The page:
5. This doesn’t take God out of anything at all. Some Christians worry that this is a case of persecution, or an instance of taking God out of the public sphere. But the language of the petition is clear: If you want to keep “so help me God” in your oath, do so. If you don’t want to say it, don’t. Nothing is lost for the believers, but the same level of equality and freedom to choose would be granted to those of other faiths or no faith.

4. This upholds equality. We don’t want to live in an American version of an Orwellian fable. “Everyone is equal but some are more equal than others” can’t be permitted or upheld here. That’s not what our servicemembers–religious or atheist–are fighting to protect and defend. How can some people rejoice that Hobby Lobby gets to stand on its religious beliefs, and then rejoice just as loud when someone else’s freedom is tread upon? Well… I know how they can do so. But it’s still vile and wrong.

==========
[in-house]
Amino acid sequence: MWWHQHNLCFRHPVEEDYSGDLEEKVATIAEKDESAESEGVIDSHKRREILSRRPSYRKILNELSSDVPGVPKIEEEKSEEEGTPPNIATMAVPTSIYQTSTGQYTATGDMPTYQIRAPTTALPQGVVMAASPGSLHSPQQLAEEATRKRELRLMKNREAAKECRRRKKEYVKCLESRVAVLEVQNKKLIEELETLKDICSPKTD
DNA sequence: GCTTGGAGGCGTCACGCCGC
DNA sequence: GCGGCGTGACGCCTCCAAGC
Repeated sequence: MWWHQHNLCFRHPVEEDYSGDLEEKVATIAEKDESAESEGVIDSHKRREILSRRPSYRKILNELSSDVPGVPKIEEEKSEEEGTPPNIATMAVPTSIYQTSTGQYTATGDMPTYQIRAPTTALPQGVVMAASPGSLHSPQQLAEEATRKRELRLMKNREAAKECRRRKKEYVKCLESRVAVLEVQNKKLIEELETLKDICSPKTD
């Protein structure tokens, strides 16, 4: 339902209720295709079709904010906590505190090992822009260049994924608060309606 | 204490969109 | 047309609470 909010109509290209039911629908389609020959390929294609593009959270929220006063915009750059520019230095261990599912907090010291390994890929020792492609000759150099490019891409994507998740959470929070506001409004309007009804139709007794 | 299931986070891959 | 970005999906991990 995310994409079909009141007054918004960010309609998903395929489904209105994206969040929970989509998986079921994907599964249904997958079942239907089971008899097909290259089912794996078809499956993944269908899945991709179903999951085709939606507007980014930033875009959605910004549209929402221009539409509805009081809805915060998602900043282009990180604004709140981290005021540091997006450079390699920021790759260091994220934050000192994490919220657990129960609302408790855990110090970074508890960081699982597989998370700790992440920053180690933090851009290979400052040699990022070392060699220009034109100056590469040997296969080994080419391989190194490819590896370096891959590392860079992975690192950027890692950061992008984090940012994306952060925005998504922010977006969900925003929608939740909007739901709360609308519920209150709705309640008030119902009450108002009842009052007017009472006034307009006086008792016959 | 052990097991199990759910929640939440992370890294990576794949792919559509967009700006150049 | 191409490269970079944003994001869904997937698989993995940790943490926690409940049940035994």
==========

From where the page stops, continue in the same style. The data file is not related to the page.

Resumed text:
3. Yes, it is a big deal to “just say it.” Imagine showing up to work on Monday and being told unless you deny your faith, you’re fired. Just a few words. No big deal, right? Just say it, and keep earning a paycheck. Who would stand for this? I can’t. So if I’m not okay with the hypothetical, then I can’t accept when it is really happening to someone else.

2. Defending the rights of the atheist means defending my own right as well. If the government can mandate someone to swear an oath contrary to their belief, then that has far-reaching implications. I cannot be okay with that so long as it’s done to “them” without realizing that the government then has the same power to someday inflict such a requirement upon me. Call it the Golden Rule, call it common sense, call it sticking up for the underdog, or whatever you want. Sadly, I saw hundreds of comments of “Amen!” “Praise God!” and other passionate expressions of joy on this subject. If that’s your initial reaction, take a moment to think about how it would feel to be told you must deny your faith, or swear to Allah or something similar in order to serve your country. Why would anyone be okay with this?

And finally, my overall reason to change Title 10 and do away with this enforcement of “so help me God” in the oath is: